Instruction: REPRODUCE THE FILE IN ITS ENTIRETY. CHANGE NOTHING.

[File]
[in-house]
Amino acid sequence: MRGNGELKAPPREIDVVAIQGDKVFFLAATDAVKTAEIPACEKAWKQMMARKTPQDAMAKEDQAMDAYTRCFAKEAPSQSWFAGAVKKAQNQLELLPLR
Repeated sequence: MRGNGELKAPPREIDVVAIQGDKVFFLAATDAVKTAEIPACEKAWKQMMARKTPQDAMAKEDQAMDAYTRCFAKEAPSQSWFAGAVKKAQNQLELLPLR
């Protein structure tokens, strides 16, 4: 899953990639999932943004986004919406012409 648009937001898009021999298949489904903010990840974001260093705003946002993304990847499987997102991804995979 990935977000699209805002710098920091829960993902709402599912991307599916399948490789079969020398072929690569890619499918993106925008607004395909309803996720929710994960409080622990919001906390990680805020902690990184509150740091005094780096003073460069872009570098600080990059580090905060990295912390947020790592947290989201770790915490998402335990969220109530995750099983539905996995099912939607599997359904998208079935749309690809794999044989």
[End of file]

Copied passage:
[in-house]
Amino acid sequence: MRGNGELKAPPREIDVVAIQGDKVFFLAATDAVKTAEIPACEKAWKQMMARKTPQDAMAKEDQAMDAYTRCFAKEAPSQSWFAGAVKKAQNQLELLPLR
Repeated sequence: MRGNGELKAPPREIDVVAIQGDKVFFLAATDAVKTAEIPACEKAWKQMMARKTPQDAMAKEDQAMDAYTRCFAKEAPSQSWFAGAVKKAQNQLELLPLR
């Protein structure tokens, strides 16, 4: 899953990639999932943004986004919406012409 648009937001898009021999298949489904903010990840974001260093705003946002993304990847499987997102991804995979 990935977000699209805002710098920091829960993902709402599912991307599916399948490789079969020398072929690569890619499918993106925008607004395909309803996720929710994960409080622990919001906390990680805020902690990184509150740091005094780096003073460069872009570098600080990059580090905060990295912390947020790592947290989201770790915490998402335990969220109530995750099983539905996995099912939607599997359904998208079935749309690809794999044989």